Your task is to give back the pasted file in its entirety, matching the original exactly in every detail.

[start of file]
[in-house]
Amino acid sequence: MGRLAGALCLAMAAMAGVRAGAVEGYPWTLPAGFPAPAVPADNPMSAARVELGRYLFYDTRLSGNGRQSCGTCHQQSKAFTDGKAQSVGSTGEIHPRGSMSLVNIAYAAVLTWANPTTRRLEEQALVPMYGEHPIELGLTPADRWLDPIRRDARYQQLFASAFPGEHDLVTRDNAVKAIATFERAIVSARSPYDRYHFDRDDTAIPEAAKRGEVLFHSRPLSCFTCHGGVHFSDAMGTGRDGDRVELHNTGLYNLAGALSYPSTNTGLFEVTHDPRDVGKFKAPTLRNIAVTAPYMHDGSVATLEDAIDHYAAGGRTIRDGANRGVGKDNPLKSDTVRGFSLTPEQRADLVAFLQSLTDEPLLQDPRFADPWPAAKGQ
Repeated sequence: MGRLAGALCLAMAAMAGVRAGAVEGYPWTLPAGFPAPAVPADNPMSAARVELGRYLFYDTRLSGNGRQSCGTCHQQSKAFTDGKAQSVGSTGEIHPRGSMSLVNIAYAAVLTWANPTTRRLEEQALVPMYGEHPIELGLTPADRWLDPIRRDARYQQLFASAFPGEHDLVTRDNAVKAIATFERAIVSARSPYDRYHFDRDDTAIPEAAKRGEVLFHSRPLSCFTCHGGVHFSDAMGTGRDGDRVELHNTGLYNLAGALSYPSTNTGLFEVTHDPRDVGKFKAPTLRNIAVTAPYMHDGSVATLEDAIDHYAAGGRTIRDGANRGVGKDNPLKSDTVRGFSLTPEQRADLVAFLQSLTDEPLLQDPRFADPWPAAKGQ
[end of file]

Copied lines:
[in-house]
Amino acid sequence: MGRLAGALCLAMAAMAGVRAGAVEGYPWTLPAGFPAPAVPADNPMSAARVELGRYLFYDTRLSGNGRQSCGTCHQQSKAFTDGKAQSVGSTGEIHPRGSMSLVNIAYAAVLTWANPTTRRLEEQALVPMYGEHPIELGLTPADRWLDPIRRDARYQQLFASAFPGEHDLVTRDNAVKAIATFERAIVSARSPYDRYHFDRDDTAIPEAAKRGEVLFHSRPLSCFTCHGGVHFSDAMGTGRDGDRVELHNTGLYNLAGALSYPSTNTGLFEVTHDPRDVGKFKAPTLRNIAVTAPYMHDGSVATLEDAIDHYAAGGRTIRDGANRGVGKDNPLKSDTVRGFSLTPEQRADLVAFLQSLTDEPLLQDPRFADPWPAAKGQ
Repeated sequence: MGRLAGALCLAMAAMAGVRAGAVEGYPWTLPAGFPAPAVPADNPMSAARVELGRYLFYDTRLSGNGRQSCGTCHQQSKAFTDGKAQSVGSTGEIHPRGSMSLVNIAYAAVLTWANPTTRRLEEQALVPMYGEHPIELGLTPADRWLDPIRRDARYQQLFASAFPGEHDLVTRDNAVKAIATFERAIVSARSPYDRYHFDRDDTAIPEAAKRGEVLFHSRPLSCFTCHGGVHFSDAMGTGRDGDRVELHNTGLYNLAGALSYPSTNTGLFEVTHDPRDVGKFKAPTLRNIAVTAPYMHDGSVATLEDAIDHYAAGGRTIRDGANRGVGKDNPLKSDTVRGFSLTPEQRADLVAFLQSLTDEPLLQDPRFADPWPAAKGQ